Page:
Amazon is selling the awesome Ring Video Doorbell 2 for $160, its lowest price ever

PCWorld

Video doorbells are a vital piece of a secure smart home, and right now one of favorites is at an all-time low. Amazon is selling the Ring Video Doorbell 2 for $160 todayRemove non-product link, down from a list price of $199. The Ring Video Doorbell 2 connects to your smartphone to bring video and audio of your doorstep wherever you are. When anyone comes to your door, you'll receive a motion-activated alert so you can see whoever's there in high-def or infrared video no matter the time of day. You can also talk through the Ring's speaker using your phone and customize the zones that are being watched.


Keep watch over your home with the superb Ring Video Doorbell 2 for $50 off

PCWorld

Keeping an eye on the entryway to your home is easy with the smart Ring Video Doorbell 2, but normally it's a bit on the pricey side. Today, though, Costco members can get a video doorbell of their own, as well as a bonus Chime and one year's worth of video cloud recording, all for just $150Remove non-product link. The Ring Video Doorbell 2 alone has a list price of $199, so this bundle is a pretty killer deal. If you're not a Costco member, you can still get a deal on the Ring Video Doorbell 2 with a discounted price of $168 on Amazon, but it doesn't include any of the extras you'll get from Costco. This doorbell provides security monitoring right at your doorstep; if it detects motion or if the doorbell is pressed, it will send you real-time alerts via the mobile Ring app.


The best smart doorbell camera

Engadget

This post was done in partnership with Wirecutter. When readers choose to buy Wirecutter's independently chosen editorial picks, Wirecutter and Engadget may earn affiliate commission. If you want to see who's on the other side of your door without having to get up and look yourself, then the Ring Video Doorbell 2 is the best choice for most everyone. It lets you screen (and record) visitors and keep an eye out for package deliveries. Motion and ring alerts to a smartphone are typically fast, audio and 1080p video are clear, and the Ring 2 can be powered by either standard doorbell wiring or a removable rechargeable battery. The Ring Video Doorbell 2 performs like a cross between a modestly aggressive guard dog and a trusty digital butler. In addition to notifying you--audibly and via smartphone--of activity, it records all motion events to the cloud, letting you view those recordings (as well as live video) on your phone or computer any time. It's also compatible with a good number of smart-home devices, platforms, and monitored security systems. Though video recording and storage require a subscription, the $30 annual fee (a mere 8¢ per day) for 60 days of unlimited video storage is downright cheap compared with the competition. We like the Ring Video Doorbell Pro for all the reasons we like the Ring 2. Additionally, it has a much slimmer and sleeker design that will fit in more doorframes and includes the option for customized motion-detection zones.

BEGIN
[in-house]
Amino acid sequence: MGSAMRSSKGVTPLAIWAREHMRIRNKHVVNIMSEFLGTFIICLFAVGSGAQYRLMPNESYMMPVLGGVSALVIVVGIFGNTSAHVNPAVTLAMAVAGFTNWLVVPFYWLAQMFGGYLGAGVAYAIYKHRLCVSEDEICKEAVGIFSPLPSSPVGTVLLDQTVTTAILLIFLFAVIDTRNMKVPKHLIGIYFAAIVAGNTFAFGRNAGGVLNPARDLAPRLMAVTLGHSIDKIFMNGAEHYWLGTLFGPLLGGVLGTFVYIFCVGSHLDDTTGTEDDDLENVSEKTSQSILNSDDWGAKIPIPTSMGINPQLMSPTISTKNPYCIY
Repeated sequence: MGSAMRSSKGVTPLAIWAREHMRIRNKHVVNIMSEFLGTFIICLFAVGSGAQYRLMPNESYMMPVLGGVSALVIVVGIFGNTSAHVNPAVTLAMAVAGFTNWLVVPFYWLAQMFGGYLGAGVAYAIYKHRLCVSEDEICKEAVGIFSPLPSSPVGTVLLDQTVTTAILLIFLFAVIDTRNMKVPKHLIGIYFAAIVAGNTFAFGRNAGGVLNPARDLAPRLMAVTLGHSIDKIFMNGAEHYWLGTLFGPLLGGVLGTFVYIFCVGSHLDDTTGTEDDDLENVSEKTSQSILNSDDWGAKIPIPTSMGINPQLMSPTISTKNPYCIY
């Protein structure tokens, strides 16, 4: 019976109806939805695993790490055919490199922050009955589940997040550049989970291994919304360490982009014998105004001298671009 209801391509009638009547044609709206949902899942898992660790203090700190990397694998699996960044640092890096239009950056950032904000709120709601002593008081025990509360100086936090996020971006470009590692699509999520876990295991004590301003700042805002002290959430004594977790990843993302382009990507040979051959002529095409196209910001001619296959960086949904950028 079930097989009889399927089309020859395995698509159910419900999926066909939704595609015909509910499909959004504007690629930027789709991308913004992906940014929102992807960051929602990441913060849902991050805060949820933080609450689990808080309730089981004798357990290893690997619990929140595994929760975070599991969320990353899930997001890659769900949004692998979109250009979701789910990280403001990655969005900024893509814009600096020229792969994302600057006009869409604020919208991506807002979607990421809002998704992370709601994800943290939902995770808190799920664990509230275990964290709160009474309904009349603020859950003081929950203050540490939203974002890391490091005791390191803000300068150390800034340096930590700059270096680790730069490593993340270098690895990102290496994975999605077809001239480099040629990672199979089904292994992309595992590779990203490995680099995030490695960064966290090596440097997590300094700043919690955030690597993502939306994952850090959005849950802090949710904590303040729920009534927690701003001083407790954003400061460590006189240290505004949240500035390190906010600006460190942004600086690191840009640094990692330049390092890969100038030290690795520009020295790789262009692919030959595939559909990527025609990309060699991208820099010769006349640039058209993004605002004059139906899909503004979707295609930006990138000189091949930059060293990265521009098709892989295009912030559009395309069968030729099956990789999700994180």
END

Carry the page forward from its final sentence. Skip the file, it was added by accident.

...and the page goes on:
Ring Video Doorbell 2 updates Ring's original smart, wireless doorbell

PCWorld

Most smart home products sound great on paper but fail to deliver in real-life, which is what makes the original Ring Video Doorbell such a successful outlier. Ring just announced the Ring Video Doorbell 2--available at Amazon and Best Buy for $199--and while its upgrades are modest, everything about the new model suggest it's worth a $20 price hike relative to the original doorbell. The basic Ring Video Doorbell concept remains the same: You hardwire the doorbell to your existing electricity feed, or opt to run the unit on internal battery power. After a relatively easy install, the doorbell serves as a two-way communication device between you and whoever steps up to the door. If someone rings the doorbell, you can see his or her face via a video feed on Ring's mobile app.


Ring Video Doorbell 2 review: Better features, new frustrations

PCWorld

The Ring Video Doorbell 2 ($199 on Amazon) is a relatively modest, incremental update to the original Ring Video Doorbell. And, wow, some of its set-up procedure was seriously frustrating. But as a more-or-less satisfied owner of Ring's first doorbell, I have to give Ring credit: Motion detection is better than ever, and once I got through some initial set-up hassles, Ring Video Doorbell 2 was actually easier to install than the first-generation product. Smart home gadgets are rarely as smart as we need them to be, and I've spent a lot of time on Ring tech support over the last two years, struggling to get the original doorbell working as advertised. But Ring has been tenacious, and through constant iteration the company has improved its core technology.